Aphasia

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Aphasia (pronounced /əˈfeɪʒə/ or pronounced /əˈfeɪziə/), from the Greek root word "aphatos", meaning speechless, is an acquired language disorder in which there is an impairment of any language modality. This may include difficulty in producing or comprehending spoken or written language.

Traditionally, aphasia suggests the total impairment of language ability, and dysphasia a degree of impairment less than total. However, the term dysphasia is commonly confused with dysphagia, a swallowing disorder, and thus aphasia has come to mean both partial and total language impairment in common use.

Depending on the area and extent of brain damage, someone suffering from aphasia may be able to speak but not write, or vice versa, or display any of a wide variety of other deficiencies in language comprehension and production, such as being able to sing but not speak. Aphasia may co-occur with speech disorders such as dysarthria or apraxia of speech, which also result from brain damage.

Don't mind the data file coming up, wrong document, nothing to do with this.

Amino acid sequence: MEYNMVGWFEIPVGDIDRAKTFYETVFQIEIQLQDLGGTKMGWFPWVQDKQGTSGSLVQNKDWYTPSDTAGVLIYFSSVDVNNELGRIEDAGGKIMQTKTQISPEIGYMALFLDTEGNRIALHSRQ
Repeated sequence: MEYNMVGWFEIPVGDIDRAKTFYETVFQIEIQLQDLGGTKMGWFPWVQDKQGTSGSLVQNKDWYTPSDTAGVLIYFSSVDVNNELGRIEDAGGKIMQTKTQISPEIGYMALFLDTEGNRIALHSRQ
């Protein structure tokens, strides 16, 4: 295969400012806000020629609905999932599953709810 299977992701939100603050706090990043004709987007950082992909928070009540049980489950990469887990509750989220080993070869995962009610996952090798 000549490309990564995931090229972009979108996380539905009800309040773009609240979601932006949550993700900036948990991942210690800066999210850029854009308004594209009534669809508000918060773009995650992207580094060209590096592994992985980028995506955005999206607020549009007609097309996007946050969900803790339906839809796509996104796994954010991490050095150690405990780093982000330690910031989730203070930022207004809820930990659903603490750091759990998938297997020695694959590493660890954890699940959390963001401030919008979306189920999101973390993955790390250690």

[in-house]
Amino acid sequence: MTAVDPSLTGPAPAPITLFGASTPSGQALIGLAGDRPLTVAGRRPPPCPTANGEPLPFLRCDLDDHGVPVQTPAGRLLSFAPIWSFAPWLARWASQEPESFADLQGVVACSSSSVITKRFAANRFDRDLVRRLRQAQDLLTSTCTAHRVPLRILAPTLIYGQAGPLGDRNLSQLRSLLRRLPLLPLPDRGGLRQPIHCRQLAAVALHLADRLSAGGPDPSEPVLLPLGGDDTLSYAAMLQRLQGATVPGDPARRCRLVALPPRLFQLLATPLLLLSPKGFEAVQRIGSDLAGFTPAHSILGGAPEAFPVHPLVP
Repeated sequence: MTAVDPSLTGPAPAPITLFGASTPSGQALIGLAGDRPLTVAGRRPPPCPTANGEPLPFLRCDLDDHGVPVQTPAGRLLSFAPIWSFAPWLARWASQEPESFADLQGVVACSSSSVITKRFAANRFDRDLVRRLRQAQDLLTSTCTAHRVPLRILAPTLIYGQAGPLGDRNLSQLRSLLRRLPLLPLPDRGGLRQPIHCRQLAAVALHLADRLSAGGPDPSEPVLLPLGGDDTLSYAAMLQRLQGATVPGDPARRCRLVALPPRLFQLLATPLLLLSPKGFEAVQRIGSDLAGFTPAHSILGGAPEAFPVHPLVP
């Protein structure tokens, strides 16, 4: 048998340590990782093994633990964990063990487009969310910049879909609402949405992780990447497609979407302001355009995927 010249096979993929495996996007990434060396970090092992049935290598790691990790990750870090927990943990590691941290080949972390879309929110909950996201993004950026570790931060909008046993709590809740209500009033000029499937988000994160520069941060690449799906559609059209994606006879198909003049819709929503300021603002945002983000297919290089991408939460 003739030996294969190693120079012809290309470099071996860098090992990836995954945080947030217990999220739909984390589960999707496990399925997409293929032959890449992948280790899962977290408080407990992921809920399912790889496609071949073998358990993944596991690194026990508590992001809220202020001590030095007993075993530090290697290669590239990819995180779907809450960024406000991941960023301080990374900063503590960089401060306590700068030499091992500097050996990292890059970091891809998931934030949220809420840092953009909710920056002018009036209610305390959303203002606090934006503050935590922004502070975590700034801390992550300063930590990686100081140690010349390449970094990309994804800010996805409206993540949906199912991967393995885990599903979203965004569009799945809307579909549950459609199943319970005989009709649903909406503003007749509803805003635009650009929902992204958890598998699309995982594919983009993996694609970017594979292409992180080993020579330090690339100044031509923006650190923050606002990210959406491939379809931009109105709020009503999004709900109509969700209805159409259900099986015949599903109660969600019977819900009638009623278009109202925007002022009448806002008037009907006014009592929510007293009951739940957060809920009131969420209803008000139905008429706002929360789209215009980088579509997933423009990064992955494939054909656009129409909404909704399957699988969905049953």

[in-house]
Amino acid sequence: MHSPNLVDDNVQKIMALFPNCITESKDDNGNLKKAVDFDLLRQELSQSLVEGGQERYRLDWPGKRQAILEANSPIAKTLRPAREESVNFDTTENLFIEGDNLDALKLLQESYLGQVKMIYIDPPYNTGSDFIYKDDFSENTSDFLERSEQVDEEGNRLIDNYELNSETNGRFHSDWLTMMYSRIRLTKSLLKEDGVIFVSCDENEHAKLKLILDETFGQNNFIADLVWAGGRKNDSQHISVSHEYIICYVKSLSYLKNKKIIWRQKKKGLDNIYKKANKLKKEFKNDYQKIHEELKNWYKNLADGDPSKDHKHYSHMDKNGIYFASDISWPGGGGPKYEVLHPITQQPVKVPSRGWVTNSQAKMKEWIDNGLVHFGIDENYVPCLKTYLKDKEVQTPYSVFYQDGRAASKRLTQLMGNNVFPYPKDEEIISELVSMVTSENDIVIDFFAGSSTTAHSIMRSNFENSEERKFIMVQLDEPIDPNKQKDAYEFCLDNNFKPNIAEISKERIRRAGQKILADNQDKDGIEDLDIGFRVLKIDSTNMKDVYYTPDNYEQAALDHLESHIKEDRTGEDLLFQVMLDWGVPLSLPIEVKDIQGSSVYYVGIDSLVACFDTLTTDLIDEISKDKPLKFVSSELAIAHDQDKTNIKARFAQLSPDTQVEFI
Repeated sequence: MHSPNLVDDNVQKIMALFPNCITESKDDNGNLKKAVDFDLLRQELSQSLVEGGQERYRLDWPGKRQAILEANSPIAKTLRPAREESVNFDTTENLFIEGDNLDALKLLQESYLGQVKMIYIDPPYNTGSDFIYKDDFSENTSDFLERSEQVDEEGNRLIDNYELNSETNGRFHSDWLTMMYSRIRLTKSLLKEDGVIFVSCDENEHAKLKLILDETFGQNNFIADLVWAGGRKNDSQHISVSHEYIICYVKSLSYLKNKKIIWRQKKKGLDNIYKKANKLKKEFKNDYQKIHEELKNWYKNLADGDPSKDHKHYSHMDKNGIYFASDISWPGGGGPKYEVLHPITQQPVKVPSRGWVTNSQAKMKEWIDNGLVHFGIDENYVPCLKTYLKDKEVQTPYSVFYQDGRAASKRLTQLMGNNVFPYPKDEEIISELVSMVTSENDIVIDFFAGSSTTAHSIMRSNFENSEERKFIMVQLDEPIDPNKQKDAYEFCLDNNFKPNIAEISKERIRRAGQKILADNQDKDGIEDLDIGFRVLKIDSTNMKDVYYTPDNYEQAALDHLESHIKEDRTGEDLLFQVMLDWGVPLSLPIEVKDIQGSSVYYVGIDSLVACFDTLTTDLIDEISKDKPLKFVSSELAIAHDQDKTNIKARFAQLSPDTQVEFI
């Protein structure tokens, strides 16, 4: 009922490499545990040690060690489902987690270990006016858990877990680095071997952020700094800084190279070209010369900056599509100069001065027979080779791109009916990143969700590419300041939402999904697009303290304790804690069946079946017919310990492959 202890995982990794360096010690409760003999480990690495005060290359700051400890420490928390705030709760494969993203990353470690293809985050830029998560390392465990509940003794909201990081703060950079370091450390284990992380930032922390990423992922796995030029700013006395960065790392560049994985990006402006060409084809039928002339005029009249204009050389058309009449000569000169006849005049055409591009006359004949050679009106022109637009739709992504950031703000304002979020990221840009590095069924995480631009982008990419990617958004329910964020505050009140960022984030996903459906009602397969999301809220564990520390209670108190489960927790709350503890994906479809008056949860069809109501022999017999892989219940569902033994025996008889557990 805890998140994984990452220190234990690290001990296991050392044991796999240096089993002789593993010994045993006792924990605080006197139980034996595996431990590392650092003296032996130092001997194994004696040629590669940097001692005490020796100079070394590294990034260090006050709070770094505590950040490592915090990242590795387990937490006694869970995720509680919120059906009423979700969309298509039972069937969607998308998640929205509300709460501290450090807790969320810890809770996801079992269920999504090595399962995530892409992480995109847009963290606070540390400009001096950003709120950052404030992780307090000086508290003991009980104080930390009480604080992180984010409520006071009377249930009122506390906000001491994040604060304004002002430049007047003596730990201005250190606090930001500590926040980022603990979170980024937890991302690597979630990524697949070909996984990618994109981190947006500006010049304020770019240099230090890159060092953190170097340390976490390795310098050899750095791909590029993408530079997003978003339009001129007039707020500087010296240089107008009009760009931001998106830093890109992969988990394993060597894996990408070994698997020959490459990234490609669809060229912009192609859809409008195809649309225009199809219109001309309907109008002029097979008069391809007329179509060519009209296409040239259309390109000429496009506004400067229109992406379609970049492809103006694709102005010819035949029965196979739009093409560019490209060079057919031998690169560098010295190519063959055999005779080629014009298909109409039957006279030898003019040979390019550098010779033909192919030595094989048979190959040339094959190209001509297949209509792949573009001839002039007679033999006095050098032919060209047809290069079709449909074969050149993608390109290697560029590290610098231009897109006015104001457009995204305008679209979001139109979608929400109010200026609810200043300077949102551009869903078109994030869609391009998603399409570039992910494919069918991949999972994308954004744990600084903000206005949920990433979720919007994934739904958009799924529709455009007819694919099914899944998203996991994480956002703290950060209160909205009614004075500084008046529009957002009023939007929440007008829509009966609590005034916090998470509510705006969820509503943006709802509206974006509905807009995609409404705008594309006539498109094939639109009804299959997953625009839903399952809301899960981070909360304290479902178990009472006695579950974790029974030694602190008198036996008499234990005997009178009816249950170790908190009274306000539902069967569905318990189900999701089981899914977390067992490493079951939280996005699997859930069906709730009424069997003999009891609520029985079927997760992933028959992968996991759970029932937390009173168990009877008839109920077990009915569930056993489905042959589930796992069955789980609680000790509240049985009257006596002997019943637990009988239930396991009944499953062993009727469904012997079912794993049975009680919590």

Aphasia can be assessed in a variety of ways, from quick clinical screening at the bedside to several-hour-long batteries of tasks that examine the key components of language and communication. The prognosis of those with aphasia varies widely, and is dependent upon age of the patient, site and size of lesion, and type of aphasia.

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